The conviction last week of former Ironworkers boss Joseph Dougherty on federal criminal charges is being heralded by business leaders as no less than the beginning of the end of organized labor thuggery in Philadelphia, and nationwide.
“The Dougherty conviction tells our business and political leaders that union bullying won’t be tolerated any more,” said Robert N. Reeves, President of E. Allen Reeves, Inc., a Philadelphia area open shop contractor and victim of union harassment. “It has hurt the region competitively for far too long.”
Dougherty’s criminal conviction in Philadelphia for extortion and violence against nonunion contractors opens the way for civil actions against the unions, labor law experts say. Open shop contractors now have legal recourse where none existed before. The conviction takes a 1973 U.S. Supreme Court ruling that effectively shielded union thugs from prosecution, U.S. v. Enmons, and turned it “on its head”, according to Philadelphia attorney Wally Zimolong, who represents contractors with union disputes.
“The Enmons ruling said basically that activities like harassment and violence that are criminal are protected if they further union objectives, like protecting high wages,” Zimolong said. “The Dougherty conviction changes all that. Unions are no longer able to preserve the market for only themselves through threats and violence.” Zimolong added that the civil actions can now be brought by open shop contractors under a racketeering statute RICO that was enacted by Congress in 1970 as a prosecutorial weapon against the Mafia.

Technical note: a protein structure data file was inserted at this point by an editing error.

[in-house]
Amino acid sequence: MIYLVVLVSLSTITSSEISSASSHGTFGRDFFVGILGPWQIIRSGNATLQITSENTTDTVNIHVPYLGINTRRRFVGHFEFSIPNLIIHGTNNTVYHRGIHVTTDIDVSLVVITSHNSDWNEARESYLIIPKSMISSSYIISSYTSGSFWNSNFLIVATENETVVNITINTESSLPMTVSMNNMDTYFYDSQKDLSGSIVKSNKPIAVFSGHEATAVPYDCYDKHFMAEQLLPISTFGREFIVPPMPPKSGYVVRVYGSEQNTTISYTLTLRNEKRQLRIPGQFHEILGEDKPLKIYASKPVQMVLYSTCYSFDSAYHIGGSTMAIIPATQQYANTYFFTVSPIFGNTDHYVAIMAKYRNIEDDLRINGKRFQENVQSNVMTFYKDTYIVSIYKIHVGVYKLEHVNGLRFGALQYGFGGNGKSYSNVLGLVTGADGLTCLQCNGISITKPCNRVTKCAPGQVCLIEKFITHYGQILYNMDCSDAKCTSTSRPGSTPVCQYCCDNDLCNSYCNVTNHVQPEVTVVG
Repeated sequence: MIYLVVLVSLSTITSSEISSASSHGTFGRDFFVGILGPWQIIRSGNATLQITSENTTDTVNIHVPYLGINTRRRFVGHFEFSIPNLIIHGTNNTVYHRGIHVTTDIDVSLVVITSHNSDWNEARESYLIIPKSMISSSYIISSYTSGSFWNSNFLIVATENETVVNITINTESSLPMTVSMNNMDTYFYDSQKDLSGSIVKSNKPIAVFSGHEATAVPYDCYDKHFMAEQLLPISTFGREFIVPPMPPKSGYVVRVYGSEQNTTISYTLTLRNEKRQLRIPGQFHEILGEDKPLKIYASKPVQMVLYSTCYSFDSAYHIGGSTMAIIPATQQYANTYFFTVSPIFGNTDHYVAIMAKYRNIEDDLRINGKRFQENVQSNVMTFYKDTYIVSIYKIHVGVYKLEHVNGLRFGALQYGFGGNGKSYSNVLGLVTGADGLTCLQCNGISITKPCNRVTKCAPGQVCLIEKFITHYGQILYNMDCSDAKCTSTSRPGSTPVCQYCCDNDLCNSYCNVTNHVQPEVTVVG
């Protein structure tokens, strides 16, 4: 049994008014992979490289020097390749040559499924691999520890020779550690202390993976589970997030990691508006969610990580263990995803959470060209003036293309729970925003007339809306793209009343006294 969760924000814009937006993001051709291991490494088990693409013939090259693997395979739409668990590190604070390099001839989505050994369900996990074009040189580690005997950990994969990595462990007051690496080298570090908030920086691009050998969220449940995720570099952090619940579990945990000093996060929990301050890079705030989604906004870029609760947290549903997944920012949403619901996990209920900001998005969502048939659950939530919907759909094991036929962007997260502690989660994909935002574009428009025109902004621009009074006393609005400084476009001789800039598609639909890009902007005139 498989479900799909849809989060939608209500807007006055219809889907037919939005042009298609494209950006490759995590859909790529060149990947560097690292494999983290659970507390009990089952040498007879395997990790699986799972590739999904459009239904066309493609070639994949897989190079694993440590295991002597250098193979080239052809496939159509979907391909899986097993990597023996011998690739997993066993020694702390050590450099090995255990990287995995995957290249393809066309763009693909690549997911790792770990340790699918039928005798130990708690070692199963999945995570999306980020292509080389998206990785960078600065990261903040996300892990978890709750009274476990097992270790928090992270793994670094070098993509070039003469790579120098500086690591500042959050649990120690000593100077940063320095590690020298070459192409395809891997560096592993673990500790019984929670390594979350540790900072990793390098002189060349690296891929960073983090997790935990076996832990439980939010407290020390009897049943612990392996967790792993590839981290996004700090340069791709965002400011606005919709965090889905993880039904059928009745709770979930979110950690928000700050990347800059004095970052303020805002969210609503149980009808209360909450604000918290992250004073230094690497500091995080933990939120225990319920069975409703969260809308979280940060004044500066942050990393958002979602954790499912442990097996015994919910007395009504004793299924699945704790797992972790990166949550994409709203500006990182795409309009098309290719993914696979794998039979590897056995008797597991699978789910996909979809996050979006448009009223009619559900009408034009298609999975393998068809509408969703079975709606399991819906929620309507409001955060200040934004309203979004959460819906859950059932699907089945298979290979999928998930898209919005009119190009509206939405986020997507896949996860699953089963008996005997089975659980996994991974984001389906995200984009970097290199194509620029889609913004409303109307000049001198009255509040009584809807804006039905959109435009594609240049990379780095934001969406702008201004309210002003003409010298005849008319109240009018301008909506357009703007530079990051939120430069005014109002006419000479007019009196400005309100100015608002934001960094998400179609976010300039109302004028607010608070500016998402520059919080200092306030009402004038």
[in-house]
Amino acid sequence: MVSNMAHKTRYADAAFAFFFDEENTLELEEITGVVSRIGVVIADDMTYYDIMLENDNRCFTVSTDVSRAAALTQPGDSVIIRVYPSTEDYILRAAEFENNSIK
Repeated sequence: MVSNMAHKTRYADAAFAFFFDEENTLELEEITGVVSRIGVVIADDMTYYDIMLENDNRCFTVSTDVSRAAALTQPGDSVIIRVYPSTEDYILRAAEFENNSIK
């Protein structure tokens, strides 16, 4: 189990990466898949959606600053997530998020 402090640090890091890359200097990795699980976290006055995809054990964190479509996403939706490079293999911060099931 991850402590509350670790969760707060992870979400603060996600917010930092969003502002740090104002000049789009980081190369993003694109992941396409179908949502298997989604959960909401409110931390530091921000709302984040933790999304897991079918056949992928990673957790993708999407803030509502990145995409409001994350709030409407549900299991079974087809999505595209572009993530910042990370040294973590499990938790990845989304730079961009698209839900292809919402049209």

“To bring a civil action under RICO, you need a predicate action,” Zimolong said. “A criminal conviction not only gives you that but it makes it much easier to argue in a civil case if there already is a criminal conviction. Before, contractors had no recourse because of the protection under Enmons there was no predicate action.”
Zimolong added that besides RICO, the other key federal law in bringing civil actions against union thugs is the Hobbs Act, a 1946 law that makes it a federal crime to conspire to commit extortion.
“The problem before the Ironworkers' conviction was that the Enmons case shut out a civil RICO claim against a trade organization because Enmons held that the Hobbs Act was not violated so long as a union was furthering legitimate objectives,” Zimolong said. “Now that courts have held that a violation of the Hobbs Act does occur when unions commit extortion against non-union contractors and the owners that hire them, suddenly, a civil RICO claim against a labor union becomes easier to bring.”
What’s more, losing a civil case under RICO is so penal that a federal judge once called it “the litigation equivalent of a thermonuclear device” – it’s three times damages and attorney’s fees.
“In the past judges dismissed actions against the unions because the Enmons case protected them from violating Hobbs,” Zimolong said. “With a Hobbs conviction you not only try the case criminally but have a great argument for damages.”